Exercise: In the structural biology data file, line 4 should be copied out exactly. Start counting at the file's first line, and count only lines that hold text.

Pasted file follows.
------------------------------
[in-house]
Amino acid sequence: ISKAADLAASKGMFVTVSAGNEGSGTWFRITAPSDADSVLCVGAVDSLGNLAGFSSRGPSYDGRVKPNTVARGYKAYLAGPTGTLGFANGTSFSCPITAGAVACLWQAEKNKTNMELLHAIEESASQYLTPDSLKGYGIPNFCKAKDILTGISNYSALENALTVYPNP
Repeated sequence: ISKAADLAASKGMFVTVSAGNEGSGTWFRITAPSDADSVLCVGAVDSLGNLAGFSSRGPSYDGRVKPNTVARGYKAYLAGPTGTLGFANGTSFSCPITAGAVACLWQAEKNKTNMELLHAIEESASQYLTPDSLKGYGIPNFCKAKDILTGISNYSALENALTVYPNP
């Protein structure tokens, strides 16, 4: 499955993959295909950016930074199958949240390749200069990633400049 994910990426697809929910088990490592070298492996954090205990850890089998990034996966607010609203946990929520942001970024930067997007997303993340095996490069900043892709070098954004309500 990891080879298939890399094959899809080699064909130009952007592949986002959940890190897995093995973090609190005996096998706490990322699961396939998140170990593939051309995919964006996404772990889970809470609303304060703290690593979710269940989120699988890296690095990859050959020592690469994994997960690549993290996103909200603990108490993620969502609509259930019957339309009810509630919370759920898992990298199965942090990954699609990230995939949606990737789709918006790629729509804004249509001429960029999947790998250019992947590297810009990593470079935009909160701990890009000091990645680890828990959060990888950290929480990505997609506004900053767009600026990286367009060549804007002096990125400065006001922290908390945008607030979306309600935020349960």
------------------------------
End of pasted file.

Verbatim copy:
């Protein structure tokens, strides 16, 4: 499955993959295909950016930074199958949240390749200069990633400049 994910990426697809929910088990490592070298492996954090205990850890089998990034996966607010609203946990929520942001970024930067997007997303993340095996490069900043892709070098954004309500 990891080879298939890399094959899809080699064909130009952007592949986002959940890190897995093995973090609190005996096998706490990322699961396939998140170990593939051309995919964006996404772990889970809470609303304060703290690593979710269940989120699988890296690095990859050959020592690469994994997960690549993290996103909200603990108490993620969502609509259930019957339309009810509630919370759920898992990298199965942090990954699609990230995939949606990737789709918006790629729509804004249509001429960029999947790998250019992947590297810009990593470079935009909160701990890009000091990645680890828990959060990888950290929480990505997609506004900053767009600026990286367009060549804007002096990125400065006001922290908390945008607030979306309600935020349960």